Double Nobel Prize-Winning Biochemist Frederick Sanger Dies at 95

The British scientist was considered a luminary in molecular biology

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SWAFFHAM BULBECK -AUGUST 4: (FILE PHOTO) Sir Frederick Sanger poses for a portrait at home in Swaffham Bulbeck, Cambridgeshire on August 4, 1993. Sir Frederick won the Nobel Prize for Chemistry in 1958, for his work on the structure of proteins, especially that of Insulin. He won it for a second time in 1980 for his work on DNA. ( Photo by David Levenson/Getty Images )

Frederick Sanger, a British biochemist who twice won the Nobel Prize in chemistry, died Tuesday. He was 95, the Associated Press reports.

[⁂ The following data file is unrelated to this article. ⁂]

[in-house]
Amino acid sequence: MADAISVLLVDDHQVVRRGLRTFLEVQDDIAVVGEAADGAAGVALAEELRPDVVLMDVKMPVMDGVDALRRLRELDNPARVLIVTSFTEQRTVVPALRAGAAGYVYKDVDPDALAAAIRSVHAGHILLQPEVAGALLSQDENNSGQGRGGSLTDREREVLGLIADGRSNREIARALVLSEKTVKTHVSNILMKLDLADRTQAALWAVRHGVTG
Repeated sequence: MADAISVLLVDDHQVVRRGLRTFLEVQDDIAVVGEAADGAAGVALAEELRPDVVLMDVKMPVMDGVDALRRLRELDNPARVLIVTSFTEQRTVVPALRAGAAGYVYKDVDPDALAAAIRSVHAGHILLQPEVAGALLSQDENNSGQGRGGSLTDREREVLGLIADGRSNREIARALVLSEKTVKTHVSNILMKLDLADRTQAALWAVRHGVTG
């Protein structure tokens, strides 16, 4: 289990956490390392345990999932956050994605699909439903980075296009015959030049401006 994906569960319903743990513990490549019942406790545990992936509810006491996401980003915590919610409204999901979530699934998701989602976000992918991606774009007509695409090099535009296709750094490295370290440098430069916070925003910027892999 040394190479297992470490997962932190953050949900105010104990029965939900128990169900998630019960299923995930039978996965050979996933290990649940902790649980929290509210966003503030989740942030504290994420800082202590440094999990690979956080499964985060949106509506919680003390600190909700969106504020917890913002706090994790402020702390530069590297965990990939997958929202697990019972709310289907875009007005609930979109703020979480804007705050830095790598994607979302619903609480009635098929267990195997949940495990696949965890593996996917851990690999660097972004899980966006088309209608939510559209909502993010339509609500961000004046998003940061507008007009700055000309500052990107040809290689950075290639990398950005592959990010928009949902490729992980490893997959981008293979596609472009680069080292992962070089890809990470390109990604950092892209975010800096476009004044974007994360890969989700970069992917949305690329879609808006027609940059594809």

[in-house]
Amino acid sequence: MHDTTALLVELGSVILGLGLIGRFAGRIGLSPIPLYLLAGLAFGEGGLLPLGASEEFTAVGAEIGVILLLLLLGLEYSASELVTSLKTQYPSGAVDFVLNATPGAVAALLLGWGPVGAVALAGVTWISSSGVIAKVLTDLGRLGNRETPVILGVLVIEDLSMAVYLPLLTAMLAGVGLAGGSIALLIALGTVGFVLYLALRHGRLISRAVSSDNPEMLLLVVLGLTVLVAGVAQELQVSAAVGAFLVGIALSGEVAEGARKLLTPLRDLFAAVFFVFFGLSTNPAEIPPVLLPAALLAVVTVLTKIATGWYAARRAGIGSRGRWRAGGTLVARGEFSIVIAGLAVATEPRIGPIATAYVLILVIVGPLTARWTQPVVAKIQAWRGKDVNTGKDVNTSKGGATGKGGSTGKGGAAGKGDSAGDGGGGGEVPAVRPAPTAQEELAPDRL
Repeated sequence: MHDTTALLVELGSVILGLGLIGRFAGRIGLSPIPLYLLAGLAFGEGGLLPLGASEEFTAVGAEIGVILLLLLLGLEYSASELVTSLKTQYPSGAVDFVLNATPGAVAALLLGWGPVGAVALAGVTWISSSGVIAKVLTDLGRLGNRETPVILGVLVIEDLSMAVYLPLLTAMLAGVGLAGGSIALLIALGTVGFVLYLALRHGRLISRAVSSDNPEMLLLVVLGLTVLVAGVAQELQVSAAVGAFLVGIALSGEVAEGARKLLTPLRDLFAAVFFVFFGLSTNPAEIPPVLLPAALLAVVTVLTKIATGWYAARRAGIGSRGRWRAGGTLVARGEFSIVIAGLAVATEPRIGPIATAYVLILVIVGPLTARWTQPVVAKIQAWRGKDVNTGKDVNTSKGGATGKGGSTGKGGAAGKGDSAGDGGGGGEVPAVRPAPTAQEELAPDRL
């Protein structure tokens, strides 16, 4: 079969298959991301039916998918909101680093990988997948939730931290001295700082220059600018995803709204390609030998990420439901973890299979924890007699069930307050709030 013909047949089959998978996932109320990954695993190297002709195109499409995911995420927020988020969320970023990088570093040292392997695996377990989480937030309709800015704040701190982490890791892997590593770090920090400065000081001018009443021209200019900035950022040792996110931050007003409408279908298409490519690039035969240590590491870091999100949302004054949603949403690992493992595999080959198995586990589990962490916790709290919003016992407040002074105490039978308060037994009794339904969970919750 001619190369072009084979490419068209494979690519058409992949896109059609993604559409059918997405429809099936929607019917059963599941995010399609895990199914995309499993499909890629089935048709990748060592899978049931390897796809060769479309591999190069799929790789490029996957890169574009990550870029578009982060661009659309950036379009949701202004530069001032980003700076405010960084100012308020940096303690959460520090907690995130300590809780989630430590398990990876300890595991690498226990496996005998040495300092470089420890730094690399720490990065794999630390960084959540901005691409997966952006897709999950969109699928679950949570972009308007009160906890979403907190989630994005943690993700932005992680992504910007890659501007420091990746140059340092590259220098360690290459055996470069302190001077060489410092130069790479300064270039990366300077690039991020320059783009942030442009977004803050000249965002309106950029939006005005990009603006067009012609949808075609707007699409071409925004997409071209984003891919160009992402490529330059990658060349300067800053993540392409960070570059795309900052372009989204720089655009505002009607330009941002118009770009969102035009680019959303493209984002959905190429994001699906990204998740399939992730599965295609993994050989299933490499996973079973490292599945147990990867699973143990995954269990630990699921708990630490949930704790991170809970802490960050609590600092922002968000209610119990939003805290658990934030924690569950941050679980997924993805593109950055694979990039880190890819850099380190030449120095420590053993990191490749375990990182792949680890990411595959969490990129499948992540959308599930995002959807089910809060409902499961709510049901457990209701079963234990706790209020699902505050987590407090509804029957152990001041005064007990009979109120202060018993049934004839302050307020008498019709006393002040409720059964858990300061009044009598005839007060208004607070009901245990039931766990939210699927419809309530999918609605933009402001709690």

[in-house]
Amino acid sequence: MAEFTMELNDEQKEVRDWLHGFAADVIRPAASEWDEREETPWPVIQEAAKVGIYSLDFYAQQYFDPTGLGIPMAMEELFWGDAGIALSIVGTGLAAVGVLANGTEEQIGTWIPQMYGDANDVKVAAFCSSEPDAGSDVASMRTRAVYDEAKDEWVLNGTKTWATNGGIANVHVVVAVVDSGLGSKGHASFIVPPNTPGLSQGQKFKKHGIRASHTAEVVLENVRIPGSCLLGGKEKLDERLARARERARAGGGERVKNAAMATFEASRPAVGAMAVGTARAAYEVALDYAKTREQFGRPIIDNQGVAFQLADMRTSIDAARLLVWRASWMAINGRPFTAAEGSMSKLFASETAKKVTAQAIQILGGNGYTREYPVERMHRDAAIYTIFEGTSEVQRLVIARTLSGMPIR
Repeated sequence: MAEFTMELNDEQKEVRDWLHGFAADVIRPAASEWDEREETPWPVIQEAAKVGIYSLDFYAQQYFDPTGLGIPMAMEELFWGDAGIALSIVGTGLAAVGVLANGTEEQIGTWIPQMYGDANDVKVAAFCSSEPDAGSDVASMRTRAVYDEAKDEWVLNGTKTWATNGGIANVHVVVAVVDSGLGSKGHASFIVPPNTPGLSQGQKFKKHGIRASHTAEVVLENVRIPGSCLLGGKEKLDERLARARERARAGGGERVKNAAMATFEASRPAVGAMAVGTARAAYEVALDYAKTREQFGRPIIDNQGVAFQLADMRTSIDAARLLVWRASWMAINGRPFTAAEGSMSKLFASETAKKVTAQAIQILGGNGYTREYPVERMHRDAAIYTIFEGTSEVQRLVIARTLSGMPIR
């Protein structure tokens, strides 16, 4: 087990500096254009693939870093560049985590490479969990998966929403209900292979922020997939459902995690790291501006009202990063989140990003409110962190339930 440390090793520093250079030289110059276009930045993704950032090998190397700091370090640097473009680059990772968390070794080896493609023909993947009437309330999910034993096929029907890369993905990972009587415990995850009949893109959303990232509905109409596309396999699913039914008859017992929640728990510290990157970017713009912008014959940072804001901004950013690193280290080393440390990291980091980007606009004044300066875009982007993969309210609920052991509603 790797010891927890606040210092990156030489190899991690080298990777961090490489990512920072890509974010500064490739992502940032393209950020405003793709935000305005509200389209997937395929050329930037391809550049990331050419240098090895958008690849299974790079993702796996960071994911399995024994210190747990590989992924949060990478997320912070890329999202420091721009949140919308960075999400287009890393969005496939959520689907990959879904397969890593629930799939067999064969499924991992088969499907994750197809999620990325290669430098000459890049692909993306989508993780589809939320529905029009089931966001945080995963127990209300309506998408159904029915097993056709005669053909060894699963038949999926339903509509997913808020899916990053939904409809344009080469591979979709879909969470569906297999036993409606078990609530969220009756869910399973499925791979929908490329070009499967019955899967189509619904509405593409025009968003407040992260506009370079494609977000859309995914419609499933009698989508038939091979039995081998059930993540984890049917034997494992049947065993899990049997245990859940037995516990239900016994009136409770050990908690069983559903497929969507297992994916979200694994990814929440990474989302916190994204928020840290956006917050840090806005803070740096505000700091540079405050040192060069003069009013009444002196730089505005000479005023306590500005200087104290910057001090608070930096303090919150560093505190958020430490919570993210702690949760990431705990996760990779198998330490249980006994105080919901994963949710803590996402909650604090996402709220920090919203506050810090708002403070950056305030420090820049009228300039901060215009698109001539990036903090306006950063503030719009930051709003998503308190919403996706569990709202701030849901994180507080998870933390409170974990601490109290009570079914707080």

The revered scientist died in his sleep at Addenbrooke’s Hospital in Cambridge, according to the MRC Laboratory of Molecular Biology.

Sanger was first awarded the Nobel Prize in chemistry at the age of 40 in 1958 for his work on protein structure, and then again in 1980 for identifying base sequences in nucleic acids. His second Nobel was received jointly with Paul Berg of Stanford University and Walter Gilbert of Harvard University.

The MRC Laboratory of Molecular Biology, which Sanger helped found in 1962, hailed the him for his great achievements and contributions to modern genetics and molecular biology. Sanger is one of four people to win two Nobel Prizes, along with Marie Curie, John Bardeen and Linus Pauling.